Welcome to Green Reflections, the blog dedicated to reflections on the readings from the Roman Catholic Sunday Lectionary, with particular sensitivity to the needs of the earth. Use this blog to deepen your own awareness of our Creator's desires for the planet and ways that we can appreciate God's goals for the earth,giving it the loving care that it deserves.

Saturday, March 26, 2011

March 27, 2011 – 3rd Sunday in Lent

Ex 17:3-7 Rom 5:1-2, 5-8 Jn 4:5-42

Today’s gospel reading is a powerful reminder of God’s power in the least likely places. Here we see a Samaritan woman in the wrong place, at the wrong time, talking to the wrong person.

In Jesus’ day, good women came to the well to fetch water at dawn and again at dusk. They did not come at noon because that was the men’s time at the well. The fact that this woman came at noon tells us that she was not welcome in the woman’s circle. She must have done something to warrant such exclusion. When Jesus engaged her in conversation, she rightly wonders why a man, a Jewish man at that, would talk to her. Women were not supposed to talk with strange men without at least one male member of her family present. This rule applied both to Jewish women and to Samaritan women. So, she was definitely in the wrong place at the wrong time and talking to the wrong person. Or was she?

John’s gospel community put this story into the gospel to capture our attention. We can think that we know who is good and who is bad. We even think we know how God responds to “bad people.” Yet, Jesus came to a Samaritan town to engage a woman who has been married five times, who is currently living with a man who is not her husband, and who even worships God incorrectly from the Jewish point of view. This is a woman who is intimately familiar with rejection and walks a solitary journey without the company of other women. What was Jesus thinking?!

I believe He was thinking that this was the right time in the woman’s life to encounter the God of all mercies, the God of all compassion, the God without damning judgment. Without condemning her, Jesus points out her failed marriages and inappropriate living situation. He enlightens her about what true worship is and that it comes from Judaism. And he offers her living water so that she will never thirst again. This woman is very thirsty, you know. She thirsts for acceptance. She thirsts for right relationships. She thirsts for healing. And she thirsts for a relationship with God. To all this, Jesus offers the living waters of life.

With this invitation, the woman hurries back into her village and announces to the people what Jesus has said and then offers her own conclusions in the form of a question. “Could this be the messiah?” She is already experiencing God’s unconditional love through Jesus, and now her town’s people go out to meet him and find out that He is who the woman said and they, too, come to faith.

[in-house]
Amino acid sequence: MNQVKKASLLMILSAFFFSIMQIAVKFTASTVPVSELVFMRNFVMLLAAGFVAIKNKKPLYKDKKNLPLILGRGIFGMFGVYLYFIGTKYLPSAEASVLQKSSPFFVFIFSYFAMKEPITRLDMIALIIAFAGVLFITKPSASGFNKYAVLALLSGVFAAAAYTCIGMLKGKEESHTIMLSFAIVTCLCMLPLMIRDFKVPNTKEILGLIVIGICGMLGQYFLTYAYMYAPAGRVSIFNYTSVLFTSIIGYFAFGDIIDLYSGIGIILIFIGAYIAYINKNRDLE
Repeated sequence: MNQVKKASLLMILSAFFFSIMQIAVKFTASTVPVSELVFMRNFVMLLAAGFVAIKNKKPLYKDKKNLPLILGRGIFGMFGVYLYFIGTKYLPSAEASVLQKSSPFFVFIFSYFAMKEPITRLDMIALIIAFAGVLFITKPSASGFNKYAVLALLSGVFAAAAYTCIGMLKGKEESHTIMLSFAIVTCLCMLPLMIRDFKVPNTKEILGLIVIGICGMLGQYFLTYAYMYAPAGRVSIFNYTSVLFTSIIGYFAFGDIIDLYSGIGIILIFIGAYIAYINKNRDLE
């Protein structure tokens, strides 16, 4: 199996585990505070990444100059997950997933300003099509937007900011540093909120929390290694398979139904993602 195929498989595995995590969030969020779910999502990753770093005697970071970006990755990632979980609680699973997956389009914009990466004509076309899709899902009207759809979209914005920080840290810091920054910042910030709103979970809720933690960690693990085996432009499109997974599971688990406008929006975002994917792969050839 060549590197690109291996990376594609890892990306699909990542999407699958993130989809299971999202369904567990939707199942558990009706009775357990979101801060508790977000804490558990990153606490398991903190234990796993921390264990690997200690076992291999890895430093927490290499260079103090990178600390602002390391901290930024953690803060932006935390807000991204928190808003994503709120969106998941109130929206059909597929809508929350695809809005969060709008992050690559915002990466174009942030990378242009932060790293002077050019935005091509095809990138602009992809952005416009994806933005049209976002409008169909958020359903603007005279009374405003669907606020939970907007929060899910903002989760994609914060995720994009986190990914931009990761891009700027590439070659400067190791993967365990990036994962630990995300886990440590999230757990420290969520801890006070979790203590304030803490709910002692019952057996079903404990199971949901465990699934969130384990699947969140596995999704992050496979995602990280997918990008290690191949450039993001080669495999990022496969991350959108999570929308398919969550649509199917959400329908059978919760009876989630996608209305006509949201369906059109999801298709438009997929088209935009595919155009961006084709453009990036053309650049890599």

As I reflected on the woman this past week, I couldn’t help but think of what is happening worldwide in the news. Japan’s earthquake and tsunami are over, but the suffering they caused in people’s lives will continue for many years to come. The leaking radiation from the power plant is contaminating crops and ground water. Nations in the Middle East are experiencing uprisings and repression because of people’s desire for democracy. The US and European allies are bombing parts of Libya in an effort to stop repression and murder by an oppressive government. Need I go on? Our times are clearly “the wrong time” and people find themselves in the “wrong place.” Where is God when all this is happening?
John’s gospel suggests that we look for Jesus in these terrible times and places. He is there, offering life giving waters but do we have the eyes to see Him? Is Jesus counting on us to be the ones offering life to these suffering people and places?

As Christians, we believe that God is always active in our world and frequently acts through the kindness, generosity and activities of others. When we recognize this basic facet of our faith, then we need to ask ourselves whether or not our responses to Libya and Japan are life-giving. Can we look at our activities and see God’s compassion and healing working through us?

As much as we desire God to reach out to heal our wounds, God desires, even more than we do, to bring healing and life to us. Just as Jesus reached out to the woman’s whose life was a wreck and offered her life and healing, we are invited to be God’s love in action today. Today is not the “wrong place, wrong time.” No, this is definitely the right time and right place for us to be the healing presence of God for others. We are the right people to do this.

Key words

Bible, Scripture, Christian, environment, ecology, lectionary, reflection, homily, sermon, Catholic, green, environmentally friendly, sustainability, the common good, the commons


About Me

The Green Nun earned an MA in theology from the Jesuit School of Theology, Berkeley and is currently completing a Masters degree in Earth Literacy from St. Mary-of-the-Woods College in Indiana. This blog spot is being done as an integration project for the MA.